Online simulation lets Delaware students test drive a career in cybersecurity


In an effort to foster interest in cybersecurity among youth, Delaware is giving its students an opportunity to simulate a day in the life of experts in the field.

The initiative is part of LifeJourney’s NSA Day of Cyber, a program that has garnered attention from students and cyber leaders in other states as well. Delaware Gov. John Carney announced the initiative Wednesday at an annual state cybersecurity workshop alongside state IT and education officials, as well as representatives from the National Security Agency, which sponsors the program.

“The importance of cybersecurity cannot be overstated, and Delaware’s innovation economy needs a talented pipeline of cybersecurity professionals,” said Carney, a Democrat.

Delaware’s participation in the NSA Day of Cyber is just the latest expression of Carney’s commitment to training students in cybersecurity and tapping into the fast-growing field. In July, he launched a $650,000 education initiative that includes scholarships for high school and college students.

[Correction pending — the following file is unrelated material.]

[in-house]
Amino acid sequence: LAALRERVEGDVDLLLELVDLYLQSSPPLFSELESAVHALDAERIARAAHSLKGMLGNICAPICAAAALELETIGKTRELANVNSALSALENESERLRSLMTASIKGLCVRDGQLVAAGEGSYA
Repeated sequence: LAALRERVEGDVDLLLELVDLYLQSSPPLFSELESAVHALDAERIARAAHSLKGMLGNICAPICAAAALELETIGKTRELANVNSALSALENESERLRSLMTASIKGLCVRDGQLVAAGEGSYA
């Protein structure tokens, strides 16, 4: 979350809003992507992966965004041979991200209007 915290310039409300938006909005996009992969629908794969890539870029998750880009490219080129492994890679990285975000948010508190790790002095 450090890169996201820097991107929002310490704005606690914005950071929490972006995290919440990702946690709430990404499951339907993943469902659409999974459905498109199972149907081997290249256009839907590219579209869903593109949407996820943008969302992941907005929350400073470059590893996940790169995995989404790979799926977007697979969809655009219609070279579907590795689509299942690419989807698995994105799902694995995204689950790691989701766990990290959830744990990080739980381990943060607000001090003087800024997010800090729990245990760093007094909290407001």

NSA Day of Cyber is free to all Delaware students and aims to give them a sense of what it’s like to work in cybersecurity through a game-like experience that follows experts working in the NSA. LifeJourney, a career exploration platform for students, facilitates the experience.

“Users will participate in challenging real-life cyber scenarios, discover the skills and tools used by the NSA cyber professionals and explore the vast number of careers in cybersecurity,” the program’s website says. Virginia is among the other states to organize a Day of Cyber.

Susan Bunting, Delaware’s education secretary, stressed the importance of getting students interested in the growing field.

“Organizations are having difficulty hiring cyber talent, and many positions are going unfilled,” Bunting said. “The ‘Day of Cyber’ Challenge provides an exciting platform for Delaware students to start thinking early about cyber security and related fields so we can better prepare them to have the foundation they need to compete in an increasingly globalized workforce.”